Given all the inefficiencies, is it "free" to plug in, say, a
smartphone into a car to charge while I am driving?
Short answer: no (but it's so hard to measure the impact that it be hard for you to tell).
Remember, the alternator has to power everything connected to the electrical system. Charging the battery is a big load at first but drops off as the battery reaches a full charge. Your wonderfully beefy stereo also draws a bunch of power. Lights are another surprisingly large load: remember all those horribly inefficient incandescent bulbs that everyone is replacing in their houses? In the right circumstances, I can observe my engine idle dropping a bit using only the lights (if I go from full dark to high beams).
Worse, the alternator isn't particularly efficient itself. Let's look at the Wikipedia article for a summary of why:
Efficiency of automotive alternators is limited by fan cooling loss,
bearing loss, iron loss, copper loss, and the voltage drop in the
diode bridges. At partial load efficiency is between 50-62% depending
on the size of alternator and varies with alternator speed. This is
similar to very small high-performance permanent magnet alternators,
such as those used for bicycle lighting systems, which achieve an
efficiency around 60%.
So, even before you plug in your phone, the alternator is already coping with a variety of much larger loads including its own internal inefficiencies. So, if you hook up a 2.1 amp charger to an alternator that is rated for 50-70 amps, yes, you are drawing more current. You are also putting more inductive load on the alternator which, therefore, puts more of a load on the entire mechanical system.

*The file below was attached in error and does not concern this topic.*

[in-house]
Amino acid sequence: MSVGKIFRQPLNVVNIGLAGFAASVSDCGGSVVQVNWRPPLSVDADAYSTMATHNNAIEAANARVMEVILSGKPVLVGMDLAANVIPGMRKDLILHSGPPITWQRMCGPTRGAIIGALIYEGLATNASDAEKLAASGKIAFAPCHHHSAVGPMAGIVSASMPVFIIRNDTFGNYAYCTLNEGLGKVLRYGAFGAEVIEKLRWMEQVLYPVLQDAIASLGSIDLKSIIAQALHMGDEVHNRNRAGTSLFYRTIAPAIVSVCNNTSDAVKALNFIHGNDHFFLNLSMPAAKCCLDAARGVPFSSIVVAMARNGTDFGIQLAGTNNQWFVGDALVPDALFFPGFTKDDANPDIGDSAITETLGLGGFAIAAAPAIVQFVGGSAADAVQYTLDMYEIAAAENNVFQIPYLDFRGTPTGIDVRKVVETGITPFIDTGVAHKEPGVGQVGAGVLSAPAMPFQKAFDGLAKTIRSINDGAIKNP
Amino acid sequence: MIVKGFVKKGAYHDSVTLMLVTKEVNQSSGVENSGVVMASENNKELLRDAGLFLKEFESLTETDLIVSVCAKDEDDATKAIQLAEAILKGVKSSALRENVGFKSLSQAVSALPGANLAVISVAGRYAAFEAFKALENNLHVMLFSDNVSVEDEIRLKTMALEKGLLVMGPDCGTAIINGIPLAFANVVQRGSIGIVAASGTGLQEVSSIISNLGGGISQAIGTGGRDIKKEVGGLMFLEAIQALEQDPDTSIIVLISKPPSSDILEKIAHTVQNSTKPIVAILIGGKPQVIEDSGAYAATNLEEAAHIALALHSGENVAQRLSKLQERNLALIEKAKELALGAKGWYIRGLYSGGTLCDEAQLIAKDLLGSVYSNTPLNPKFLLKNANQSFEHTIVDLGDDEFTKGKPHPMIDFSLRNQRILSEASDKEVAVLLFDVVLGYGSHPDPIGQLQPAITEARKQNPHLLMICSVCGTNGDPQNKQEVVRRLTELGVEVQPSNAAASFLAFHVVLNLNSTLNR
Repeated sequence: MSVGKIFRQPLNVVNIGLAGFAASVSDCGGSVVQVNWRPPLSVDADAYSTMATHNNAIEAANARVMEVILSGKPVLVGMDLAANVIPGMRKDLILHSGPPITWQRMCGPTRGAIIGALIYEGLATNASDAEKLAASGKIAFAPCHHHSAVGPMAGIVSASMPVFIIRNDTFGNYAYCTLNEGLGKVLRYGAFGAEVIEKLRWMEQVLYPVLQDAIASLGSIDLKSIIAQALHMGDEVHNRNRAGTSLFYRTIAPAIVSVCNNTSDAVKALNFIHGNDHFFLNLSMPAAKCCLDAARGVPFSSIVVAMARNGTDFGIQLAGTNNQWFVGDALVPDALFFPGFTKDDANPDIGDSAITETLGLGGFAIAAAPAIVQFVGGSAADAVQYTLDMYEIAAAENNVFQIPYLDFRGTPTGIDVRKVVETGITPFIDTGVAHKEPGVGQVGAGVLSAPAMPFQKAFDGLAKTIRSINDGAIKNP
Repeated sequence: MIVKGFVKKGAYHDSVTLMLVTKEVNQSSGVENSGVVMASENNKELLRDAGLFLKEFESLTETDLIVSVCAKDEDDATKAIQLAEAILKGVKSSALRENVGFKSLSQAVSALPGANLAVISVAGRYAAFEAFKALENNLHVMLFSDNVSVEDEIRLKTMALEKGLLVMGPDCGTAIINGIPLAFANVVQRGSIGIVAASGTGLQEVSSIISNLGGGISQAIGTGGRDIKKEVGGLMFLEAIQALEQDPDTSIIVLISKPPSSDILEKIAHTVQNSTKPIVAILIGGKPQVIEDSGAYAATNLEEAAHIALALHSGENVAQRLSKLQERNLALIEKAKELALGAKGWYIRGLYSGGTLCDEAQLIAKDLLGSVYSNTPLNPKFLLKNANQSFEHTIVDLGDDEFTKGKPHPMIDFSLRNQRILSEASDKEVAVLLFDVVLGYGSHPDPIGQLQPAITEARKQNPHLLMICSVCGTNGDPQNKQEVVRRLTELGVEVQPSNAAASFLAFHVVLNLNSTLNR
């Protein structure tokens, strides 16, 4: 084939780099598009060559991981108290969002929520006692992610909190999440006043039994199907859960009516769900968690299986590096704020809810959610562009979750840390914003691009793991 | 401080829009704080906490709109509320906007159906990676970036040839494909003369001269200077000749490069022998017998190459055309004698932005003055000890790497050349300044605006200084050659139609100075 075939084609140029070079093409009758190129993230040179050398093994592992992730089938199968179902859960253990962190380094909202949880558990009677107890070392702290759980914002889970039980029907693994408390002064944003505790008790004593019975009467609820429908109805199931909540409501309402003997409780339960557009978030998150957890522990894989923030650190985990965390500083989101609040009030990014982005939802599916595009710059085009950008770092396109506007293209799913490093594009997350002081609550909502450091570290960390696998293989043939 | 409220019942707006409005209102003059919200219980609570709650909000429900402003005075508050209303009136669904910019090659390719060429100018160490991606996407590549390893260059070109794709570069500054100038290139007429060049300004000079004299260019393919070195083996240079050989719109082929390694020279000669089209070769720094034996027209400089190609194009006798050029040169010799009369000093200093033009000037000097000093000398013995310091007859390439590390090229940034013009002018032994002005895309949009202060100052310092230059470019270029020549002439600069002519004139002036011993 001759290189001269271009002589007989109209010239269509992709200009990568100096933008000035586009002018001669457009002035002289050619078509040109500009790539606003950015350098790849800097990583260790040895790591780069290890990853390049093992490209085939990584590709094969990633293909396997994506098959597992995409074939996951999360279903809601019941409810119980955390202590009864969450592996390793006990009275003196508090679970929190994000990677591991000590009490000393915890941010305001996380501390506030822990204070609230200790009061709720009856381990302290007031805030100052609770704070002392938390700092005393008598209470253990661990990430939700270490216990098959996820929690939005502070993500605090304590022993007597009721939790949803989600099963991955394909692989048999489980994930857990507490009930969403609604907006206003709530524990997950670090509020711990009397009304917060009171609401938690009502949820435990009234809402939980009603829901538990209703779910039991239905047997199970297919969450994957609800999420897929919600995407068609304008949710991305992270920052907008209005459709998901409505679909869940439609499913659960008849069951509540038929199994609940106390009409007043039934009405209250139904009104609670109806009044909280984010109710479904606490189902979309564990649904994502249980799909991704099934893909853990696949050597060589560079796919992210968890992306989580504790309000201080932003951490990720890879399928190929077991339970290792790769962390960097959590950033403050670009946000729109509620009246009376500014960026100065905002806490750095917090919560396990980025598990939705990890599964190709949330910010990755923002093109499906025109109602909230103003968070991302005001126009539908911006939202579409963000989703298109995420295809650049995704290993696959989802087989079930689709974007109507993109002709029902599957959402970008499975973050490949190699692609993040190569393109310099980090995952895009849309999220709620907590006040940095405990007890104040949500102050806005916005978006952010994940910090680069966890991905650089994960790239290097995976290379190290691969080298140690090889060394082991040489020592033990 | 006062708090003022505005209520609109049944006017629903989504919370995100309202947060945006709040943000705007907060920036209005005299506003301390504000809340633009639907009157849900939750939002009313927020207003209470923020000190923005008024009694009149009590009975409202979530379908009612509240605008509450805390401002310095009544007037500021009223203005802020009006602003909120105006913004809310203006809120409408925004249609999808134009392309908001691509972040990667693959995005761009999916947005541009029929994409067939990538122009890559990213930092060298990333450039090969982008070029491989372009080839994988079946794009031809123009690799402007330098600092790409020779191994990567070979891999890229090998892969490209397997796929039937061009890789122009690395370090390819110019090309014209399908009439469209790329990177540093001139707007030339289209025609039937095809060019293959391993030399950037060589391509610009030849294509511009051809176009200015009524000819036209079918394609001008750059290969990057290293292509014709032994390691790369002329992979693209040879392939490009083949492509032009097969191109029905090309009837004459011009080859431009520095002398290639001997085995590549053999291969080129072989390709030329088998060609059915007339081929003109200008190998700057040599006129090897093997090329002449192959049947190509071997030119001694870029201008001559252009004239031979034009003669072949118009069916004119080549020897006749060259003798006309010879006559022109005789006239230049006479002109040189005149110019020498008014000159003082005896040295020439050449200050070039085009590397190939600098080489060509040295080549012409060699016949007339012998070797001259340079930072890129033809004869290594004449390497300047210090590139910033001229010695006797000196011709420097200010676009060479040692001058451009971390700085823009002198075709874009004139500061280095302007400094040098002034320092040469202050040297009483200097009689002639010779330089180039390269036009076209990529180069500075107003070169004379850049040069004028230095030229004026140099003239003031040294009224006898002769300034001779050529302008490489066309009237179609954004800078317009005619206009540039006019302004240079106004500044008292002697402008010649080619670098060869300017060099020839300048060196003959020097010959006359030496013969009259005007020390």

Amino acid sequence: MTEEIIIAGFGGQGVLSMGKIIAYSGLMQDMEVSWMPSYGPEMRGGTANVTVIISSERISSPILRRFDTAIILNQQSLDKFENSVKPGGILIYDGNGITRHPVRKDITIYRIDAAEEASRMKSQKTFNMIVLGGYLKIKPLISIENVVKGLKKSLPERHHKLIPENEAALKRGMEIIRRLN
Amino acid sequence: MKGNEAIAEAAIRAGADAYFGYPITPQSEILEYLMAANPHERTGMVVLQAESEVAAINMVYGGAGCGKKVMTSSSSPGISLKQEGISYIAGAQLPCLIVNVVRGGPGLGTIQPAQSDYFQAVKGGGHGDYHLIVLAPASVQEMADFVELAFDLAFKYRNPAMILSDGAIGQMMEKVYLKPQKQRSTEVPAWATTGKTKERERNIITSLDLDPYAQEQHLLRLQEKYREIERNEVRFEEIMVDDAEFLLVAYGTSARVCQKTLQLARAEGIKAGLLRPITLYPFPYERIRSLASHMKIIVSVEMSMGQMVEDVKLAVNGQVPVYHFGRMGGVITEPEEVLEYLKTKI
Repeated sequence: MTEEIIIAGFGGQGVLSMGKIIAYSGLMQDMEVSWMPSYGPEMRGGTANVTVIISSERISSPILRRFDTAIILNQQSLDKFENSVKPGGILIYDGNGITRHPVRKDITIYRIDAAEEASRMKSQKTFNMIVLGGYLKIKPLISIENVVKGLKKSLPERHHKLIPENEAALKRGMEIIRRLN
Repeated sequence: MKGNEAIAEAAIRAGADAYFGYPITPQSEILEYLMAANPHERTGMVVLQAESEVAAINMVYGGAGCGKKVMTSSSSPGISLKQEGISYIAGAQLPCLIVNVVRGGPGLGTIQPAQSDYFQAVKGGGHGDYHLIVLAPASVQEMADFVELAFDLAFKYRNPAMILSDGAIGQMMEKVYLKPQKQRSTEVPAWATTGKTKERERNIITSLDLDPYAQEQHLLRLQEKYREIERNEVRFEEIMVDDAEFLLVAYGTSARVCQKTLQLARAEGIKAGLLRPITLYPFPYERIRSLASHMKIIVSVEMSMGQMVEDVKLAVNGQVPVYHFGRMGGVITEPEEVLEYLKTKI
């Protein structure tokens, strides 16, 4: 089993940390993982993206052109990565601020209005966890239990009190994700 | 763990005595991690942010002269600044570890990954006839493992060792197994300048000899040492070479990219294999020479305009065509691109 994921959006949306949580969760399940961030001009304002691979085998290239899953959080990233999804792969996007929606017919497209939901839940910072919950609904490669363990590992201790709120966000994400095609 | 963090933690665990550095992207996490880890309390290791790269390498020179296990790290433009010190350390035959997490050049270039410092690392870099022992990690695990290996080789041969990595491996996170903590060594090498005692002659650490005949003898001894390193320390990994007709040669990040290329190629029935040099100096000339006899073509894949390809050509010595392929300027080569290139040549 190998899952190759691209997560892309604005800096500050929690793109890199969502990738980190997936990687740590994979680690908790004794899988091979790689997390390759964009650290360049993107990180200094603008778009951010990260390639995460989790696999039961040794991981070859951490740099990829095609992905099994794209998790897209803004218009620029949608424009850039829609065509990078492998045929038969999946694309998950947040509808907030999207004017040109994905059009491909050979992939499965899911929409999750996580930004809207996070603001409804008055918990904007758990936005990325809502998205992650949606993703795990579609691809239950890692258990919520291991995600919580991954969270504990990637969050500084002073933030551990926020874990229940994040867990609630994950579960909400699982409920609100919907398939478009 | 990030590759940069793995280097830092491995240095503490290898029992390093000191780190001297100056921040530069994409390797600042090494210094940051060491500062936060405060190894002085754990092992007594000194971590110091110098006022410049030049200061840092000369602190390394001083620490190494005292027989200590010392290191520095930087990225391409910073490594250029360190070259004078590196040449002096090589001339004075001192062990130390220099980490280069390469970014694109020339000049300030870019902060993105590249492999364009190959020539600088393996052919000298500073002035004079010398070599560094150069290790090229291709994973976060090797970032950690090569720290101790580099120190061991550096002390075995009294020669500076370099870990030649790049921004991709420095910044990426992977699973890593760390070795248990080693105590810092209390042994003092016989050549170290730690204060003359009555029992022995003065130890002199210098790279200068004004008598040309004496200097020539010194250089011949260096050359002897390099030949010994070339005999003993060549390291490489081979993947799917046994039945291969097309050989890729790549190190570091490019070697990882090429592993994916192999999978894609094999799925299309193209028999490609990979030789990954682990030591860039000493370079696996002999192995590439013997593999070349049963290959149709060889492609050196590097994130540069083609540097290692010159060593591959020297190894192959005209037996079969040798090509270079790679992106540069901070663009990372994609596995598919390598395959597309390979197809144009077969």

Are you going to be able to tell? Not without a careful experimental procedure.
If it's not free, where specifically does the energy come from? Does
the alternator put a higher physical load on the engine?
Yes (but not nearly as high a load as actually moving the car). Again, using a wikipedia article as a starting point:
Alternators generate electricity using the same principle as DC
generators, namely, when the magnetic field around a conductor
changes, a current is induced in the conductor. Typically, a rotating
magnet, called the rotor turns within a stationary set of conductors
wound in coils on an iron core, called the stator. The field cuts
across the conductors, generating an induced EMF (electromotive
force), as the mechanical input causes the rotor to turn.
So, at an incredibly simplified level, you can think of an alternator as something similar to a water pump except that, instead of creating a water current, it's creating an electrical current.
This current then alternates direction very fast, which you'd never do with a water pump as it would cause cavitation. The analogy breaks down pretty fast but let's hand wave our way past that part....
Anything electrical connected to the system needs that current to flow. If you add more load to the electrical system, that will eventually translate into more mechanical work for the alternator to create that original current. As the engine turns the alternator, eventually this all results in the engine doing more work.